Is the restaurant industry more sexist now? In short, I think so.

Restaurant waitressThe restaurant dress code has made the news once again and it is shocking that in 2016 this is even an issue.

This is a bit of a personal issue for me and here is why. While I was in college, I worked as a server for several years at a few independent and chain restaurants and bars. It’s always going to be murky waters when you couple a largely male dominated industry with alcohol and the general public. Lucky for me, I worked for some really great owners, who had in place a set of practices that protected me (for the most part) against harassment. The difficulty arose when the owners and operators themselves behaved badly.

I had my armour about me at all times. It took me some time to build it up, though. At the beginning, when I was young and somewhat “innocent”, I’d left myself vulnerable in a loose and sexually suggestive culture. As I started to see the way things were, I eventually guarded myself from guests (that’s what we called them) and management. Sadly, I’d learned my lesson the hard way: I’d encountered a few aggressive customers that harassed me at work and I was blamed for leading on the customers, suggesting that by serving them food, I somehow wanted more. I’d even had a couple of ugly encounters with a few regulars (a pseudonym for alcoholics).

So my coping mechanism was to develop a policy that stated I would not date customers. It made it easy to let a customer down without coming across as mean spirited. How could they, anyone,  argue with my policy when it seemed so reasonable and well thought out? Some bars actually had their own policy of staff not fraternizing with the customers or drinking after work. At the time I might have found it harsh, but looking back it might have been a good one.

In the end, what I thought was unfair is that I had to have a policy to begin with. Shouldn’t customers know that just because I was smiling while slinging beer, it didn’t mean that I wanted their phone number? I’d even had my share of being chased around the desk and inappropriate comments from management (sometimes even from woman) about my appearance. It made me feel like shit.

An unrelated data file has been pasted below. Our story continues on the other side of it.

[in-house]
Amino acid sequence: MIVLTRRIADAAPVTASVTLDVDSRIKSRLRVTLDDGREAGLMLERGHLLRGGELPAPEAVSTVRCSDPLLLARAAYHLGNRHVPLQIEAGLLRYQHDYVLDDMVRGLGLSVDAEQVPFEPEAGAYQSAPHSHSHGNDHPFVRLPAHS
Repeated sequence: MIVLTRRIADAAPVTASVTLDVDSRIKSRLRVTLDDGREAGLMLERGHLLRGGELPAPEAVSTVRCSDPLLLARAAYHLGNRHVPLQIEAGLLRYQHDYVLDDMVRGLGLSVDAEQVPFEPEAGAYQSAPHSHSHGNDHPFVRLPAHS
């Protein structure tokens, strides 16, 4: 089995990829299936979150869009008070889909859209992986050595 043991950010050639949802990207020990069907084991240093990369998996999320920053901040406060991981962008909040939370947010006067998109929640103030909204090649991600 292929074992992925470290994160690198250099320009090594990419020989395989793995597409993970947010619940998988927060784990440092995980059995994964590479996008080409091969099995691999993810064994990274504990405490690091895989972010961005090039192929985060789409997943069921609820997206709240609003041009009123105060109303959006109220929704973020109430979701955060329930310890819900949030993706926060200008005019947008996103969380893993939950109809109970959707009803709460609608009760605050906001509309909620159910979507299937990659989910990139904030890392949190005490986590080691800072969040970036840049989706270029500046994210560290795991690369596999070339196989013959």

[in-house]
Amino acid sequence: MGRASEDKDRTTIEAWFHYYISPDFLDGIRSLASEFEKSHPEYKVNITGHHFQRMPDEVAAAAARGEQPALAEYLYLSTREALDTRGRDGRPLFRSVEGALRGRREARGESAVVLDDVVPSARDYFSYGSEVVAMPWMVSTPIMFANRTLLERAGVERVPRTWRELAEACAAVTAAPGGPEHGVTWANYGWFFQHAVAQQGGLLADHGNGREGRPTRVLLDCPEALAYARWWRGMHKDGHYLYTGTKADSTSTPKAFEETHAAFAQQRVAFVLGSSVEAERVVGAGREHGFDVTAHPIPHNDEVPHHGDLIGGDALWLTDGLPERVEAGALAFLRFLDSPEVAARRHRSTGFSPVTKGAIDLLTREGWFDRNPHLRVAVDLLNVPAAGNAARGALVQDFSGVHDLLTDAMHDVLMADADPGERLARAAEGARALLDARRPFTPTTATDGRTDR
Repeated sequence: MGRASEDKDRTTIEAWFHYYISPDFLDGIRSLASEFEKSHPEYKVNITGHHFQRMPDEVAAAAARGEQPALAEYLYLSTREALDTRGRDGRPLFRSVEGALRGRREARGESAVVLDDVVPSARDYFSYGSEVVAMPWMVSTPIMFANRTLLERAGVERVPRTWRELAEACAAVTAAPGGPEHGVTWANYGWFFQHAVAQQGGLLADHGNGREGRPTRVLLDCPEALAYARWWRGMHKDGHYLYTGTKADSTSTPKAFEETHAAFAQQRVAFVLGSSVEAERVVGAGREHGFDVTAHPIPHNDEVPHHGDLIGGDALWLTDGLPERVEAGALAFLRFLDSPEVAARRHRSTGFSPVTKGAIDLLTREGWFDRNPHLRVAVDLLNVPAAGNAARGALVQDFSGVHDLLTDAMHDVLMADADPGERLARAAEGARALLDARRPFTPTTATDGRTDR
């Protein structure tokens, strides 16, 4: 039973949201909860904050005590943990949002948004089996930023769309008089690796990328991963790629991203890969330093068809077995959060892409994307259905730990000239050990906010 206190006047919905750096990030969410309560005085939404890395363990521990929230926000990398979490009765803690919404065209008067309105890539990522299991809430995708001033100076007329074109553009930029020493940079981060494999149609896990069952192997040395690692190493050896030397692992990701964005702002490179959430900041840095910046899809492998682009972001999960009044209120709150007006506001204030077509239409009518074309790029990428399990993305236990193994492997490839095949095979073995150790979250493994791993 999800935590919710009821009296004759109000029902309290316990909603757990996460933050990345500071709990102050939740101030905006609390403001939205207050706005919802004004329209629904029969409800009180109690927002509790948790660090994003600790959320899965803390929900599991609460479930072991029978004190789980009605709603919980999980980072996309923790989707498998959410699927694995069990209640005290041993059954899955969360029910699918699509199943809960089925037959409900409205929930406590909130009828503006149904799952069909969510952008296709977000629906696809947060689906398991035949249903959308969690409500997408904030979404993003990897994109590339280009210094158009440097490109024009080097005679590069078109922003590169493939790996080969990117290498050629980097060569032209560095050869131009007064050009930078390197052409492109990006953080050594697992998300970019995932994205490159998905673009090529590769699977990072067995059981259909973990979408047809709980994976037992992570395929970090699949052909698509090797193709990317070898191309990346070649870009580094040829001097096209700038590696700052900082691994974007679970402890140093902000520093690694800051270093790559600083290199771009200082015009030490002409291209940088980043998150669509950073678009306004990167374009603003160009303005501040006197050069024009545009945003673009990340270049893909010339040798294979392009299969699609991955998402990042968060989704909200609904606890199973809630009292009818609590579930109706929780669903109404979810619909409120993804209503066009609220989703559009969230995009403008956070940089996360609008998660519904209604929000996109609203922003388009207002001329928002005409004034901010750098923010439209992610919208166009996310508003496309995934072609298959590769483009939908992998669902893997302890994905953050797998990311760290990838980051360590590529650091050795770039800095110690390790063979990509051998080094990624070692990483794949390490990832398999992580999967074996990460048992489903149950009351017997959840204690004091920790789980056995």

There has been a pervasive and sexist nature in this industry for decades and likely it has failed to get with the times. I suppose it hearkens back to the days of gentlemen clubs with their dimly lit smoky rooms and leather studded wing-back chairs. A place for men to discuss business over cigars and neat scotch. A place unsuitable for women.

My father brought me to one of these clubs back in the seventies. I was allowed to enter in his company, just a peek through the curtain. In the stuffy club dining room, the all male staff, from what I remember, were dressed in neatly pressed black and white uniforms, like a valet or a butler of sorts. The dress code tradition remains.

The one tool I had in my kit of protection was the dress code. It was always reasonable and also flexible. It was usually something like this: Dress shirt, staff shirt or staff t-shirt, jeans or black pants or black dress pants OR skirt OR shorts (for summer), and black non-slip, closed toed shoes or boots and apron and hair up if below the shoulders (for hygiene reasons and never in any suggested style). The host/hostess had a similar dress code.

What this meant is that I could dress for the most part from my closet and for comfort, especially on the days when I was working a 12 hour split-shift. It also meant easy turn-around for the days that I worked back-to-back shifts. But the most important aspect is that I could dress without being sexualized and(in most cases)no different from the male servers. (There were only two instances when it was a set uniform that was different from the men, but in that case they were merely ugly).

So how is it that in our current year, that in service environments like Moxie’s, Earls, Jack Astor’s, Bier Market and Joey Restaurants, they have a dress code that is sexually explicit and demeaning – high heels, low cut dresses, and short skirts? This dress code has nothing to do with doing one’s job and everything about titillating the male clientele. In other words, more bucks.

In a recent case where an employee’s feet were left bleeding after a training session that involved her wearing high heels, as stated in their dress code, the restaurant Joey’s went on the defensive arguing that it wasn’t actually their policy after being called out on social media. Meanwhile, the CBC obtained a copy of the training manual stating that female employees must wear 1” heels but no higher than 3”. This was a complete contradiction to their own statement (and manual) claiming the employee could wear flats or wedges.

Earls did agree to change their dress code policy after a recent CBC’s Marketplace investigation highlighting their sexist practice. Meanwhile, Joey didn’t, even though they are both owned by the Vancouver based Fuller family business. I honestly cannot fathom why the other chain restaurants have not fallen on their own swords, backed down from their outdated policies and apologized already. You can’t tell me that these forced dress codes can possibly be worth the boycotts and bad publicity, not to mention the many human rights complaints they are facing at the moment from former staff. I haven’t even touched on the rumour of their hiring practices, which if they are true are equally egregious and sexist.

A restaurant dystopia. A restaurant culture in the spirit of Mad Men, except without the irony.